“As we move the discussion regarding the future of the Sheridan Express forward, we must ensure that all government entities understand that we cannot allow the tremendous effort invested, by so many, to languish on a shelf. The State and our next mayor need to invest capital funding to execute the proposed plan, which must also include an added component of four-way ramps,” said Council Member Maria del Carmen Arroyo.
“The SEHP study’s findings make one thing crystal clear, an overhaul of the Sheridan Expressway corridor and Hunts Point Peninsula is long overdue. Action needs to be taken immediately to alleviate the decades-long impact of poor transportation planning and I will work with my colleagues at all levels of government to make this project a priority. Bronx residents cannot afford inaction,” said Council Member Annabel Palma.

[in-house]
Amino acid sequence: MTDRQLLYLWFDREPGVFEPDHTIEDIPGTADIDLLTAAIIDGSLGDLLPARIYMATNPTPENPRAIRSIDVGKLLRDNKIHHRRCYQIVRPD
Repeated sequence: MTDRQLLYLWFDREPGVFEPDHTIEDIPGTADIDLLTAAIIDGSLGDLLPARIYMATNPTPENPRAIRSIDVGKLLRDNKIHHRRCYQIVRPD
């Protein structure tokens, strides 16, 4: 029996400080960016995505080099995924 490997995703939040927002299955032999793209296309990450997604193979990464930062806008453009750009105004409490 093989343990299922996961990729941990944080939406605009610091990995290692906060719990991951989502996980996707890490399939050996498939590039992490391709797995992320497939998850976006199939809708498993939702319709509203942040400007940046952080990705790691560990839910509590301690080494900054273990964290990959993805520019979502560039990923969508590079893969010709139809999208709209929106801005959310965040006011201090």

The transportation recommendations include removal of fences, guardrails and median barriers to join the northern section of the Sheridan with existing service roads, while establishing three traffic-signal-controlled crosswalks at Jennings, 172nd and 173rd streets to allow pedestrians to cross. When implemented, two of these crossings would provide direct access to new parks that are not easily accessible by pedestrians from the west side of the expressway. The proposed access ramps into the Hunts Point area at Oak Point and Leggett avenues would encourage truck drivers to use the Sheridan instead of taking routes through residential streets to reach their destinations, which is critical to sustaining Hunts Point Food Distribution Center while minimizing its impact on the surrounding community. The highway and street improvements require funding and approval from state and other authorities, and DOT will continue to work with partner agencies to implement these improvements.